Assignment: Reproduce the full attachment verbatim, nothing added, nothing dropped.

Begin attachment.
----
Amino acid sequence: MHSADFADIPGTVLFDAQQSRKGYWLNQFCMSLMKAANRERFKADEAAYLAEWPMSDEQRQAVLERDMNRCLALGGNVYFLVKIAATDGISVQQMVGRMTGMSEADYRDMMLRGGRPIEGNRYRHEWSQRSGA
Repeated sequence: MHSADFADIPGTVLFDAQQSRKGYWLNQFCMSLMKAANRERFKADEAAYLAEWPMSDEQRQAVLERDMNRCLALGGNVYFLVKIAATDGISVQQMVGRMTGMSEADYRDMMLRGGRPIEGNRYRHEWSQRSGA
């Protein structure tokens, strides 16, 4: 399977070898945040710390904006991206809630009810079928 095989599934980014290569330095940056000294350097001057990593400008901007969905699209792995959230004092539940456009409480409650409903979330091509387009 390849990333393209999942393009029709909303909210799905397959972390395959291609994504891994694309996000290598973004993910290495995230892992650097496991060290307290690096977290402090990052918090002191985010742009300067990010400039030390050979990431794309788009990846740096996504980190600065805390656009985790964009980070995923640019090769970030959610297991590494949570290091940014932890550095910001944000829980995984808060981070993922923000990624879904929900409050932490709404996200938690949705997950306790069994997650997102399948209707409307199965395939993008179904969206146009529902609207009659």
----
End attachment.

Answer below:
Amino acid sequence: MHSADFADIPGTVLFDAQQSRKGYWLNQFCMSLMKAANRERFKADEAAYLAEWPMSDEQRQAVLERDMNRCLALGGNVYFLVKIAATDGISVQQMVGRMTGMSEADYRDMMLRGGRPIEGNRYRHEWSQRSGA
Repeated sequence: MHSADFADIPGTVLFDAQQSRKGYWLNQFCMSLMKAANRERFKADEAAYLAEWPMSDEQRQAVLERDMNRCLALGGNVYFLVKIAATDGISVQQMVGRMTGMSEADYRDMMLRGGRPIEGNRYRHEWSQRSGA
């Protein structure tokens, strides 16, 4: 399977070898945040710390904006991206809630009810079928 095989599934980014290569330095940056000294350097001057990593400008901007969905699209792995959230004092539940456009409480409650409903979330091509387009 390849990333393209999942393009029709909303909210799905397959972390395959291609994504891994694309996000290598973004993910290495995230892992650097496991060290307290690096977290402090990052918090002191985010742009300067990010400039030390050979990431794309788009990846740096996504980190600065805390656009985790964009980070995923640019090769970030959610297991590494949570290091940014932890550095910001944000829980995984808060981070993922923000990624879904929900409050932490709404996200938690949705997950306790069994997650997102399948209707409307199965395939993008179904969206146009529902609207009659």